I only critiqued the players that weren't good options, and clearly stated why. Is there something sacred about posting such a thing, making it above comment or criticism?

And All-pro awards are not trivial at all in such a discussion. The HoF is supposed to be inducting the best players who played, taking into account position and era, is it not? If so, that's easily in fact the best quantifiable way to do so. All-pro awards tell you who contemporary observers thought were the best at each position by year. Add up enough of these for a player and you've got something useful and easy to quantify. Of course other things can and should also be taken into account, such as quality film study, stats used intelligently, all decade teams made, pro bowls to some extent. It's a blend of thinking used well.

Your idea of "sustained peak" for RBs doesn't take into account anything that involves adjustment for era. As far as you're concerned, 1000 yard seasons are all the same every year. They aren't, and I showed you why. If you don't accept this because it doesn't match your preconceived notions, that's not my problem.

I've already pointed out how voters use postseason play as a determining factor, which is rarely applied and consistently used only for QBs who are borderline. You didn't accept that, either.

Sorry, but you're the one with the flawed logic.
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Old 02-13-2019, 03:04 PM
 
4,985 posts, read 11,057,646 times
Reputation: 11848
Quote:
Originally Posted by bachslunch View Post
I only critiqued the players that weren't good options, and clearly stated why. Is there something sacred about posting such a thing, making it above comment or criticism?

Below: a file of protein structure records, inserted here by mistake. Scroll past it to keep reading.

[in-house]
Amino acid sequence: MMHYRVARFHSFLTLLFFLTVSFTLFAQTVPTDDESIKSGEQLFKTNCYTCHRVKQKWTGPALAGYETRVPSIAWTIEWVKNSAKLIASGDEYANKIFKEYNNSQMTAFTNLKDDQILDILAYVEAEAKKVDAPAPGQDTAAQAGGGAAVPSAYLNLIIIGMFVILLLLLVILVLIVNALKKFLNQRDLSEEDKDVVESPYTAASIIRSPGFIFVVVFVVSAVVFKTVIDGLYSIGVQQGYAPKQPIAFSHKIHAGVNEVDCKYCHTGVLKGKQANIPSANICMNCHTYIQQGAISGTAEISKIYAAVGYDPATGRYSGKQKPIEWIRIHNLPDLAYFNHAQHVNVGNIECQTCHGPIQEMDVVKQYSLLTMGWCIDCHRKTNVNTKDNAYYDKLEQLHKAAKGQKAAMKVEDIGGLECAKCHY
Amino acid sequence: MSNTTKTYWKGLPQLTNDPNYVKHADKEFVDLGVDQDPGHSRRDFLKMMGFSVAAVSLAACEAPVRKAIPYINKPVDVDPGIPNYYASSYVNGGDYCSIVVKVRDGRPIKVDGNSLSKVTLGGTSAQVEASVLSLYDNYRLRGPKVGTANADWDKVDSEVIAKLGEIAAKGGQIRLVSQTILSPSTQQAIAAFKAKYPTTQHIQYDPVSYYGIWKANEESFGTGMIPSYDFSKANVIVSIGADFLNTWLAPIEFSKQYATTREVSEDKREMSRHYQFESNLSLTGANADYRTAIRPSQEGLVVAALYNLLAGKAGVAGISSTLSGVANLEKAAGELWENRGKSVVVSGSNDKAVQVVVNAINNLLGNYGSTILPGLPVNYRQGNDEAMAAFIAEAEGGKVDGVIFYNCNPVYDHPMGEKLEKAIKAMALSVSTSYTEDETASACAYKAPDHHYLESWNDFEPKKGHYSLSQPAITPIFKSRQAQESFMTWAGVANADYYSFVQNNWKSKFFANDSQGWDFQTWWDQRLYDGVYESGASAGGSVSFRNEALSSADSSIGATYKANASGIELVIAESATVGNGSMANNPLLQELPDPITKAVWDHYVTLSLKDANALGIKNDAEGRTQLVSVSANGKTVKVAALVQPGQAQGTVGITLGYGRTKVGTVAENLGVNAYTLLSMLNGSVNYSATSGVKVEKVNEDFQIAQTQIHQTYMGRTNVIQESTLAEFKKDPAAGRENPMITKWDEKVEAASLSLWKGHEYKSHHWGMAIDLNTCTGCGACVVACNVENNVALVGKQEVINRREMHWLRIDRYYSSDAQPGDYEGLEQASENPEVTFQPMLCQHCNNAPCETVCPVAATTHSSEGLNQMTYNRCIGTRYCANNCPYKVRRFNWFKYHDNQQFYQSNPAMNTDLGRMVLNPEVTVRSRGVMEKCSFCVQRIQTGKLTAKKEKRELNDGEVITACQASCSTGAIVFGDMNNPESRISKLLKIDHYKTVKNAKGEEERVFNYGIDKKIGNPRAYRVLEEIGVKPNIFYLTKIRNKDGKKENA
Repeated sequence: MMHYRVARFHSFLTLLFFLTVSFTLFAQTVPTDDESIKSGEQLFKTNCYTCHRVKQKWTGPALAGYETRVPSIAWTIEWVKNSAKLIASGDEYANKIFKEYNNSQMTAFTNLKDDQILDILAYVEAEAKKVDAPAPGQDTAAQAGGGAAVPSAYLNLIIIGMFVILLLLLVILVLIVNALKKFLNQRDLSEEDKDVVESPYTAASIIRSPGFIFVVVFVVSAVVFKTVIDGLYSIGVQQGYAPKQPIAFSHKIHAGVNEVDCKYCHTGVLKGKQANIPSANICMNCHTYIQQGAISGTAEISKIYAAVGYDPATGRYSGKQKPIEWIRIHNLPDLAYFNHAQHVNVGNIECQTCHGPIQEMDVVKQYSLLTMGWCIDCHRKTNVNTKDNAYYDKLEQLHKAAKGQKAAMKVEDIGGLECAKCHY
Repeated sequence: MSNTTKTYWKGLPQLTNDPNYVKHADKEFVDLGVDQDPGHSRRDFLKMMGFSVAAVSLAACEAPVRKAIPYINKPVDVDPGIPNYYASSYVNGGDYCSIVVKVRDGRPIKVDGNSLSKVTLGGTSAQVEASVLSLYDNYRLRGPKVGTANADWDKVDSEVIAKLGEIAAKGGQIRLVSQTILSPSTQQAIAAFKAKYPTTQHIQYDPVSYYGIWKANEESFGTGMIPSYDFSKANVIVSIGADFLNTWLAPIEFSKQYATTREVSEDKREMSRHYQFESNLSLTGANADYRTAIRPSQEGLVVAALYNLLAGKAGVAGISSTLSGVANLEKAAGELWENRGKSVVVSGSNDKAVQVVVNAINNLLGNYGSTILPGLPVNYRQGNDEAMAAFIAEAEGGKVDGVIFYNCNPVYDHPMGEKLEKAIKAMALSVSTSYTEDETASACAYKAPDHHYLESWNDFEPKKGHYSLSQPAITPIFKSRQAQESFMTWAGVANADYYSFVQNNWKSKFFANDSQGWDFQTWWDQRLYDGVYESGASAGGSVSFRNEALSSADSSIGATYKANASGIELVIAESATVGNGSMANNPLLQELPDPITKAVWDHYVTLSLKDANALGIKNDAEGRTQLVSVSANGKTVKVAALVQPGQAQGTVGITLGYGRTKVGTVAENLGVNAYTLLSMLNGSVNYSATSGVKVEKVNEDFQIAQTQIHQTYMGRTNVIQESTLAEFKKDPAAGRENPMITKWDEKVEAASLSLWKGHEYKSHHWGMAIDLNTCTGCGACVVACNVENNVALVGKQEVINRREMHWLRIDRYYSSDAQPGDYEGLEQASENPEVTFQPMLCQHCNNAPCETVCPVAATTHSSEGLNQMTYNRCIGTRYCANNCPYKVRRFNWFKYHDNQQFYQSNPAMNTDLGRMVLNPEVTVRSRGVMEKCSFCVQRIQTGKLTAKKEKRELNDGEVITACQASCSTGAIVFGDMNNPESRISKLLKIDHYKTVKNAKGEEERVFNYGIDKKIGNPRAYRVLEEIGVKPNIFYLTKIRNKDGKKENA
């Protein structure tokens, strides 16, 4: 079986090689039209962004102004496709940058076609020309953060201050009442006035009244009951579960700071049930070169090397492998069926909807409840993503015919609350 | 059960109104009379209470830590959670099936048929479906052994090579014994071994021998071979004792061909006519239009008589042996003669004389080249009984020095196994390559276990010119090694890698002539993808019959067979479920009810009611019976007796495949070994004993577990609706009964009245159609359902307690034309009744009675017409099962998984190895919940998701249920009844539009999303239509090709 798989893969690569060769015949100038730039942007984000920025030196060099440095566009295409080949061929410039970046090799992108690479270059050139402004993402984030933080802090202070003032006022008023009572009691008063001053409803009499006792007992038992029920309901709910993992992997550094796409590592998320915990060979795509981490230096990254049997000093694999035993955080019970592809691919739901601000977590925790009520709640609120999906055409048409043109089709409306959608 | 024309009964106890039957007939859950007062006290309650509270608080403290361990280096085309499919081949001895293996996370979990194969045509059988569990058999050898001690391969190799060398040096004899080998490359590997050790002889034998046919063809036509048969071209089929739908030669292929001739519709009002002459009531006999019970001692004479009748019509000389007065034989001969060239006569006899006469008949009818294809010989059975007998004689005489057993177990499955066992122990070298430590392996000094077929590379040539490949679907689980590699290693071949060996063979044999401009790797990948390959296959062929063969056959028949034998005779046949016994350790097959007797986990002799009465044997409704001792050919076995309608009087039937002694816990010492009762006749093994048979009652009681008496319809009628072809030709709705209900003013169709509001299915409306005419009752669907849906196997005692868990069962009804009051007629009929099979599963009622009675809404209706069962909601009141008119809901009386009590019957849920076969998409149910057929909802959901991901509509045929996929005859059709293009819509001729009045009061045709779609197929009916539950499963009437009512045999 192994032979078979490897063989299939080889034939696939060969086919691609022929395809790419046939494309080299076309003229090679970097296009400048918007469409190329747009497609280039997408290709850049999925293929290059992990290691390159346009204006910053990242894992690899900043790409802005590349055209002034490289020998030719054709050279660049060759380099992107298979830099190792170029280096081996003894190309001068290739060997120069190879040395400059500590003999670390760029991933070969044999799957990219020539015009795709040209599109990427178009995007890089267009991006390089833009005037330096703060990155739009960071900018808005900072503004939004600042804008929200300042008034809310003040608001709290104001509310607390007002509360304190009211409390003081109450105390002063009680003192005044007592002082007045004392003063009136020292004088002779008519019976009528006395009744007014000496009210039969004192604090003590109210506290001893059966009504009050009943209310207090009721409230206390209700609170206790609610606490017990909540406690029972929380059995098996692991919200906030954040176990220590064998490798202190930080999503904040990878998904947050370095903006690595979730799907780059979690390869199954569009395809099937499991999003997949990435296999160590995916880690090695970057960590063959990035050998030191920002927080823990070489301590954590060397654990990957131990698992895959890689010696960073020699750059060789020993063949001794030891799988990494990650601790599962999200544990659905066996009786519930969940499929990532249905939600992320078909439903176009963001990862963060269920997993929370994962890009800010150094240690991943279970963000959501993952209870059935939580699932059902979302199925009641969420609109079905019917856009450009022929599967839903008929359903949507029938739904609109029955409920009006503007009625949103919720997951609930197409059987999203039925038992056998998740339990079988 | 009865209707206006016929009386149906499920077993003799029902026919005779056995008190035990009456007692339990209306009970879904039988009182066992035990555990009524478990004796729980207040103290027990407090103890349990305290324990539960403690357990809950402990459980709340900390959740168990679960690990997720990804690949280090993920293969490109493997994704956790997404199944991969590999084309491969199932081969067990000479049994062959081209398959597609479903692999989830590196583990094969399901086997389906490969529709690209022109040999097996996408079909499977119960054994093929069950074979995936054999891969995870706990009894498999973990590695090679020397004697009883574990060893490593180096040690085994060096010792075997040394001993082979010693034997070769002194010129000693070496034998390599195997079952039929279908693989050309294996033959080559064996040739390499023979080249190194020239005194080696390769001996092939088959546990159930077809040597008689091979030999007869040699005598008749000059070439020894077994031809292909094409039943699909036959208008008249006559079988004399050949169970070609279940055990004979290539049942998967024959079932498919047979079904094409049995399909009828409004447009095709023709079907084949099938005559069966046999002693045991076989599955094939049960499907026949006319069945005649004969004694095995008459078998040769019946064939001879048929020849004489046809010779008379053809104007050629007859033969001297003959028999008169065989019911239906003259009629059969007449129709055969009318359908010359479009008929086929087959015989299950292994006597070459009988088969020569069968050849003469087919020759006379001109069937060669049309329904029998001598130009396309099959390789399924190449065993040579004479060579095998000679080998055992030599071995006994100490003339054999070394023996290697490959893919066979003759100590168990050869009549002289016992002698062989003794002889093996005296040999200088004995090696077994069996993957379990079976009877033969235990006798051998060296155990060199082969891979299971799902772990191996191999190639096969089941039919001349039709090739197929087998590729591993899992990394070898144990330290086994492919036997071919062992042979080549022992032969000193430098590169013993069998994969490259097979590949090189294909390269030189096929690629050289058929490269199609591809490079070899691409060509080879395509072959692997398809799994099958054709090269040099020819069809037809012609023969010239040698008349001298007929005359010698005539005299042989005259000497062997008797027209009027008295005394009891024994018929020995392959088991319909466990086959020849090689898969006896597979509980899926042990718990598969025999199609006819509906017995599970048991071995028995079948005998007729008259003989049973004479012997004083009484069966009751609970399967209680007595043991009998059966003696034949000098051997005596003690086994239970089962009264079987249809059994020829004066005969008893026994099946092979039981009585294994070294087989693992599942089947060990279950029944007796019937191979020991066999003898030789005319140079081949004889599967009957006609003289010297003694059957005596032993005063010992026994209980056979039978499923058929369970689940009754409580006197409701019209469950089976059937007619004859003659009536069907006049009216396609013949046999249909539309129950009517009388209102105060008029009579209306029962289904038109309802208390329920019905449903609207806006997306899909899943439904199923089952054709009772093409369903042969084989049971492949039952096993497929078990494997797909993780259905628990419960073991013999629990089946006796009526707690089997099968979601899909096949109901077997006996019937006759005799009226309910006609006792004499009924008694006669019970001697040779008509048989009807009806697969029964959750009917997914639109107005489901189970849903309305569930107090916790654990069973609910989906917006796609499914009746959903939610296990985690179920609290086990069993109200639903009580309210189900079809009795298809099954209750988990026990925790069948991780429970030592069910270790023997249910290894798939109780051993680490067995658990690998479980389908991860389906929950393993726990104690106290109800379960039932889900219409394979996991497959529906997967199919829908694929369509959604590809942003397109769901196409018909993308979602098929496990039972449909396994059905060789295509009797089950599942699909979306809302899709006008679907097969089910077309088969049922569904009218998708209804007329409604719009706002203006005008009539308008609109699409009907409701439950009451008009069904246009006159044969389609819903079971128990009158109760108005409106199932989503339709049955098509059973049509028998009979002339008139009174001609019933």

And All-pro awards are not trivial at all in such a discussion. The HoF is supposed to be inducting the best players who played, taking into account position and era, is it not? If so, that's easily in fact the best quantifiable way to do so. All-pro awards tell you who contemporary observers thought were the best at each position by year. Add up enough of these for a player and you've got something useful and easy to quantify. Of course other things can and should also be taken into account, such as quality film study, stats used intelligently, all decade teams made, pro bowls to some extent. It's a blend of thinking used well.

Your idea of "sustained peak" for RBs doesn't take into account anything that involves adjustment for era. As far as you're concerned, 1000 yard seasons are all the same every year. They aren't, and I showed you why. If you don't accept this because it doesn't match your preconceived notions, that's not my problem.